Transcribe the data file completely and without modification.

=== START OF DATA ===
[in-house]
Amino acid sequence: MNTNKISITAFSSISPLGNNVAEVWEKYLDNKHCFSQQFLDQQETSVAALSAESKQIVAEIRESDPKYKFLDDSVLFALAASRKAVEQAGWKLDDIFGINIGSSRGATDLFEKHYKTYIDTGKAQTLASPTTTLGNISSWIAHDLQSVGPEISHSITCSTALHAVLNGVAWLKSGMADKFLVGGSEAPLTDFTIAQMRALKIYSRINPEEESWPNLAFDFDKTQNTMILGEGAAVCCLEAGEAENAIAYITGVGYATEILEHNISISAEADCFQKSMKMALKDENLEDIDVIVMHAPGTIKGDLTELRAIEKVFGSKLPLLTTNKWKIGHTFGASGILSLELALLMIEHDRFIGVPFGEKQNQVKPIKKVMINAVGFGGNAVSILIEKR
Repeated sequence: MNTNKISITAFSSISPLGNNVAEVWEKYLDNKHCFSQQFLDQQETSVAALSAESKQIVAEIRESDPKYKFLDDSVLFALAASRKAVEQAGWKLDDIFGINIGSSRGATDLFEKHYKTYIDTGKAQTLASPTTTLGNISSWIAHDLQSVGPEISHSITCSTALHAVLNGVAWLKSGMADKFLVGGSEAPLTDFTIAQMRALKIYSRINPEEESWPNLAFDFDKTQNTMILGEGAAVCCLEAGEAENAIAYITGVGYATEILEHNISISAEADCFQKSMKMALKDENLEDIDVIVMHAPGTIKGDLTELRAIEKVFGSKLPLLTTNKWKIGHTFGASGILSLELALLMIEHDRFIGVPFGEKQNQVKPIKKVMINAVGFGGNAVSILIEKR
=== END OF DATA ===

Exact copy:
[in-house]
Amino acid sequence: MNTNKISITAFSSISPLGNNVAEVWEKYLDNKHCFSQQFLDQQETSVAALSAESKQIVAEIRESDPKYKFLDDSVLFALAASRKAVEQAGWKLDDIFGINIGSSRGATDLFEKHYKTYIDTGKAQTLASPTTTLGNISSWIAHDLQSVGPEISHSITCSTALHAVLNGVAWLKSGMADKFLVGGSEAPLTDFTIAQMRALKIYSRINPEEESWPNLAFDFDKTQNTMILGEGAAVCCLEAGEAENAIAYITGVGYATEILEHNISISAEADCFQKSMKMALKDENLEDIDVIVMHAPGTIKGDLTELRAIEKVFGSKLPLLTTNKWKIGHTFGASGILSLELALLMIEHDRFIGVPFGEKQNQVKPIKKVMINAVGFGGNAVSILIEKR
Repeated sequence: MNTNKISITAFSSISPLGNNVAEVWEKYLDNKHCFSQQFLDQQETSVAALSAESKQIVAEIRESDPKYKFLDDSVLFALAASRKAVEQAGWKLDDIFGINIGSSRGATDLFEKHYKTYIDTGKAQTLASPTTTLGNISSWIAHDLQSVGPEISHSITCSTALHAVLNGVAWLKSGMADKFLVGGSEAPLTDFTIAQMRALKIYSRINPEEESWPNLAFDFDKTQNTMILGEGAAVCCLEAGEAENAIAYITGVGYATEILEHNISISAEADCFQKSMKMALKDENLEDIDVIVMHAPGTIKGDLTELRAIEKVFGSKLPLLTTNKWKIGHTFGASGILSLELALLMIEHDRFIGVPFGEKQNQVKPIKKVMINAVGFGGNAVSILIEKR